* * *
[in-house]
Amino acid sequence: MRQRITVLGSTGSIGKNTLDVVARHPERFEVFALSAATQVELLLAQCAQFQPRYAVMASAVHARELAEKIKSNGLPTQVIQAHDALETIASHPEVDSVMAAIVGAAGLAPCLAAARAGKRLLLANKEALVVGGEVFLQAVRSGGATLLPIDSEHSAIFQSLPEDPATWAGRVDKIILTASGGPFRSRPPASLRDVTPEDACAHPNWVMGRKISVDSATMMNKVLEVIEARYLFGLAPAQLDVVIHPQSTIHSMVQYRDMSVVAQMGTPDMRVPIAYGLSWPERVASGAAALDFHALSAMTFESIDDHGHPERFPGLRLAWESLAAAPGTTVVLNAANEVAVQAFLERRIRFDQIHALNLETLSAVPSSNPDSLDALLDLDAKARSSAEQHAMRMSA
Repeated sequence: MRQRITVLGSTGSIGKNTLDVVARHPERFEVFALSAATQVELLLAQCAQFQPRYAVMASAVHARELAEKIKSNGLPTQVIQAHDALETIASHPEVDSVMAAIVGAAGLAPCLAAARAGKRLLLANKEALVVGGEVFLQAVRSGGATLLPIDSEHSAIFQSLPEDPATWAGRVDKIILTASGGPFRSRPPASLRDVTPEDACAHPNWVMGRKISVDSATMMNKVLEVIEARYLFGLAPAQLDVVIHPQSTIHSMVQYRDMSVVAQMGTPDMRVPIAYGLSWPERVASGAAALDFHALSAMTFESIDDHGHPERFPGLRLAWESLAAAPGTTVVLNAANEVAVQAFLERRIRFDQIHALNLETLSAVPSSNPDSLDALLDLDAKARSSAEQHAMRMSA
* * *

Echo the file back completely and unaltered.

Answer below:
[in-house]
Amino acid sequence: MRQRITVLGSTGSIGKNTLDVVARHPERFEVFALSAATQVELLLAQCAQFQPRYAVMASAVHARELAEKIKSNGLPTQVIQAHDALETIASHPEVDSVMAAIVGAAGLAPCLAAARAGKRLLLANKEALVVGGEVFLQAVRSGGATLLPIDSEHSAIFQSLPEDPATWAGRVDKIILTASGGPFRSRPPASLRDVTPEDACAHPNWVMGRKISVDSATMMNKVLEVIEARYLFGLAPAQLDVVIHPQSTIHSMVQYRDMSVVAQMGTPDMRVPIAYGLSWPERVASGAAALDFHALSAMTFESIDDHGHPERFPGLRLAWESLAAAPGTTVVLNAANEVAVQAFLERRIRFDQIHALNLETLSAVPSSNPDSLDALLDLDAKARSSAEQHAMRMSA
Repeated sequence: MRQRITVLGSTGSIGKNTLDVVARHPERFEVFALSAATQVELLLAQCAQFQPRYAVMASAVHARELAEKIKSNGLPTQVIQAHDALETIASHPEVDSVMAAIVGAAGLAPCLAAARAGKRLLLANKEALVVGGEVFLQAVRSGGATLLPIDSEHSAIFQSLPEDPATWAGRVDKIILTASGGPFRSRPPASLRDVTPEDACAHPNWVMGRKISVDSATMMNKVLEVIEARYLFGLAPAQLDVVIHPQSTIHSMVQYRDMSVVAQMGTPDMRVPIAYGLSWPERVASGAAALDFHALSAMTFESIDDHGHPERFPGLRLAWESLAAAPGTTVVLNAANEVAVQAFLERRIRFDQIHALNLETLSAVPSSNPDSLDALLDLDAKARSSAEQHAMRMSA